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Money Heist

Money Heist , a Spanish crime series on Netflix,  is about a group of 8 thieves attempting to mint 4.8 billion Euros from the Royal Mint of Spain.  The police won’t let the thieves get away and a game of cat and mouse ensues between the chief detective and the criminal master mind known as the Professor.

I enjoyed the series, and I enjoyed the deductive game that took place between prisoners, those pulling off the heist, and law enforcement.  But I was challenged by the show in a way I wasn’t expecting.

At the end of the second season the criminals have gotten away and meet on an island in the Philippines.  Two of them meet, glance at each other, and I can only imagine, will continue their romantic relationship.

This was after a season of much murder, theft, violence, and destruction of property.  Crimes worth, in one of the character’s words, more than 700 years in prison.

So then could there ever be a happy ending for our characters?  Is the show inauthentic in its depiction of the outcome of a serious crime?  I can imagine what a reader might think. Give it a break! It’s just a show.  There is nothing real about 8 robbers stealing and printing money from a Spanish bank!

I remember watching a similar film about a husband who managed to spring his wife from prison.  After much planning, deliberating, and executing, he managed to break his wife free and escape with his son to a South American country.  What was interesting for me is that right at the end of the film the husband looks over his shoulder.  He knows that from now on he will be hunted and he will never be safe.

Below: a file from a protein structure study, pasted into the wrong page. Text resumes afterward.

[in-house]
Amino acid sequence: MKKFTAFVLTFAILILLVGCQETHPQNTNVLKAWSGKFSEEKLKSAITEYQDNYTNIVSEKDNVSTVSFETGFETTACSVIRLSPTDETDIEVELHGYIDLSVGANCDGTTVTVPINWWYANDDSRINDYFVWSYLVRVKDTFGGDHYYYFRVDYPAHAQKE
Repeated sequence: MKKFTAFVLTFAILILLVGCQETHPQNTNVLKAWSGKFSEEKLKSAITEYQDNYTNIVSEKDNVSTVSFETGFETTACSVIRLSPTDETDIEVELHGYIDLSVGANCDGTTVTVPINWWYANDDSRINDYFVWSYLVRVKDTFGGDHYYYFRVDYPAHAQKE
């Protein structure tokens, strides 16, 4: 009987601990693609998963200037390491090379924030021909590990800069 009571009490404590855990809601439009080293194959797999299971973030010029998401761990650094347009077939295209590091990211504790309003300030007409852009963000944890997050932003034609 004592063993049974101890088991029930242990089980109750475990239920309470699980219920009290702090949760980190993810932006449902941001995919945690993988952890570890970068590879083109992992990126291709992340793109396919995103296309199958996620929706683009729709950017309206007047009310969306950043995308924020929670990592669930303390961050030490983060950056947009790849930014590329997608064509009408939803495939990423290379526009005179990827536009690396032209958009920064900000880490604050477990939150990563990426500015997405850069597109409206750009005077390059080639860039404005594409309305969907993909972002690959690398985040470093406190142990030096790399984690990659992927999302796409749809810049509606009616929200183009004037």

In this little scene, I believe we see an artist’s respect for the deeper underlying rules that govern reality.  Actions have consequences!  To steal, to murder, and to rape in themselves have serious consequences on the person’s psyche whether or not they are punished by the legal system.

It is perhaps why great writers like Dostoevsky can examine what the toll a grisly murder can have on a person’s soul without ever resorting to the external consequences that authorities or the law may place on the individual.

Personally speaking, I believe that art must respect these rules.  Otherwise art may devolve into something completely untrue and perhaps even in rebellion- to reality.